Hayden Young children from several of the county's day-care facilities were bused to the fairgrounds in Hayden Friday morning to get a little taste of 4-H life a taste the tykes found extremely palatable.
The purpose of the excursion was to help pass on the agricultural spirit and heritage of Routt County to the next generation.
In that vein, scores of children watched the morning's market swine show. With their fists wrapped around the fence rail, they watched in a momentary and unusual hush as 4-Hers just a couple years older than themselves guided pigs around the arena.
"Hey, wait a minute," 5-year-old Nick Rossman suddenly said, touching the shirt of his tour-guide. "Don't they make bacon from pigs?"
Later in their guided tour, Hayden's 5-year-old Jackie Muhme showed 3- and 4-year-olds from Steamboat's preschools what privileges belonging to a 4-H family can involve.
"You take it like this," she said, opening up a cage in the rabbit, chicken and turkey house, "and hold it by its feet and here, you can pet it."
A line of half a dozen small children gingerly touched the feathers of Muhme's hen and quickly withdrew their hands in hysterical giggles.
"Did she bring that chicken from home?" 3-year-old Bailey Fairbanks asked incredulously. "How can a little girl have a chicken at home?"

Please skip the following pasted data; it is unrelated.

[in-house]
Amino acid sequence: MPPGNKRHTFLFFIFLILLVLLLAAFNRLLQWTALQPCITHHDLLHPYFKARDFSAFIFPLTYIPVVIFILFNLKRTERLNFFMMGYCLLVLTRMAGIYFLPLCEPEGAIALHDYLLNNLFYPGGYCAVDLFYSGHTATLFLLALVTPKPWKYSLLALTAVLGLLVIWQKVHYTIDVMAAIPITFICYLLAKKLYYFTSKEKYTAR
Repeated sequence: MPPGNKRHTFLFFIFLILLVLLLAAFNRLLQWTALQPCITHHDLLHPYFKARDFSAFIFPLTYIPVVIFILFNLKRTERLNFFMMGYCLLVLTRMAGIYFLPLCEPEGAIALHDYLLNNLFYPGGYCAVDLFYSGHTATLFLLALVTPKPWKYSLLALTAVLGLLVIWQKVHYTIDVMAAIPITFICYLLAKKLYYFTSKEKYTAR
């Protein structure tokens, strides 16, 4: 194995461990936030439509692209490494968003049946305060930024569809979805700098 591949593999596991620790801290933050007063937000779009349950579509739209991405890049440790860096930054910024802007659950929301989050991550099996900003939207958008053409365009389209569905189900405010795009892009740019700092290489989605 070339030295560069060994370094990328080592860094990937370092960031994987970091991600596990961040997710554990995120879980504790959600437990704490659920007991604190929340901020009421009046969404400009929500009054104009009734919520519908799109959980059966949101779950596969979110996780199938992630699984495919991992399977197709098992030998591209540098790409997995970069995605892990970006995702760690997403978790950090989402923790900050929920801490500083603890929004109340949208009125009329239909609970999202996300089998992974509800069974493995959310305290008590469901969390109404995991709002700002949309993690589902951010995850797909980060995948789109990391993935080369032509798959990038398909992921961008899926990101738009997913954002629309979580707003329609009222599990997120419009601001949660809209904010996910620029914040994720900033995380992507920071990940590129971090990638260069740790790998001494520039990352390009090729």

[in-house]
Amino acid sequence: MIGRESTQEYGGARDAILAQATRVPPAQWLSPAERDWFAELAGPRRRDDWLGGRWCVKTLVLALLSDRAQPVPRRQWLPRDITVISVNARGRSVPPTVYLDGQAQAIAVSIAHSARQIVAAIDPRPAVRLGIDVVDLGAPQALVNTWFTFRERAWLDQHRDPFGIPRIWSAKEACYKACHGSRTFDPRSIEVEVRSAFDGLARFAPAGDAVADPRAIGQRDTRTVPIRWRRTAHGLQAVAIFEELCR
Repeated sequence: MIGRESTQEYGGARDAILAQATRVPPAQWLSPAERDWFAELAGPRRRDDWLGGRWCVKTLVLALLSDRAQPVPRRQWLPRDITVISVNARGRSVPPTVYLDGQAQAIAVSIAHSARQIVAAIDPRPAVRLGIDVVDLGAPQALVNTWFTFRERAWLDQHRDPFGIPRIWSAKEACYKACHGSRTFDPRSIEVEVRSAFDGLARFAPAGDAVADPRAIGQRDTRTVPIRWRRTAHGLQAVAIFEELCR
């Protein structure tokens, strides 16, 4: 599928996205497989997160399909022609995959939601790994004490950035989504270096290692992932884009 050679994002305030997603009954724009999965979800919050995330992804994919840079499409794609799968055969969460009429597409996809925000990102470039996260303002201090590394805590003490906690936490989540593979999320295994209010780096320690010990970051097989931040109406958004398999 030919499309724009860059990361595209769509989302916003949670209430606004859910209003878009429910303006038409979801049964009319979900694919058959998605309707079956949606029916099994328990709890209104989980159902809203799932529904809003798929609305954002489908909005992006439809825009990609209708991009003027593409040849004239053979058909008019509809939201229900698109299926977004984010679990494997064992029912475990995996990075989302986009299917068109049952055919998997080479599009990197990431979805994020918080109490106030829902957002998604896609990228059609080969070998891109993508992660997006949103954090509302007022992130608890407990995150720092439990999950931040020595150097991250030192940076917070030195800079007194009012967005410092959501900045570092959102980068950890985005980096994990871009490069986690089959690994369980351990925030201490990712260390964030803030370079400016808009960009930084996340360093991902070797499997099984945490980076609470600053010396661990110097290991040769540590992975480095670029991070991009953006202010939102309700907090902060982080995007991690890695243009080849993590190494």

Many of the youngsters, who do not live on ranches or farms, were a bit astounded with a morning spent beyond playground boundaries.
"Whew! This is really wearin' me out," Rossman said. Suddenly he looked up as he plodded by the rodeo livestock pens and glanced around nervously. "Um, are those bulls locked up?"
Senior 4-Hers and fair folk like Shari Yeager gave the children a tour of the fairgrounds, complete with one free ticket on a carnival ride of their choice, a cookie-decorating session in the exhibit hall, and the chance to pet everything from pigs and llamas to Angora bunnies and ducks.
"It's kind of stinky," 5-year-old Campbell Atchison said as he petted the back of a newly-sheared lamb. "Baaa baaa baaa d'ya hear what he said?"
First Tracks teacher Tracey Delliquadri, a Routt County native and former 4-Her herself, said bringing the children to the fair was a great idea.
"This is so much fun," she said. "I don't know why we don't do this every year."
Delliquadri led her excited young students in a rousing chorus of barnyard animal sounds and quizzed them on each animal they passed.
"Does anyone remember what kind of horse this one is?" she said as the group passed a black-and-white horse in its stall.
"Painted!" half of the tykes responded, while the other half stood staring up at the large animal with their little mouths hung open in awe.
The special day for the county's young folk was organized by First Impressions of Routt County.
To reach Bonnie Nadzam call 871-4205 or e-mail email@example.com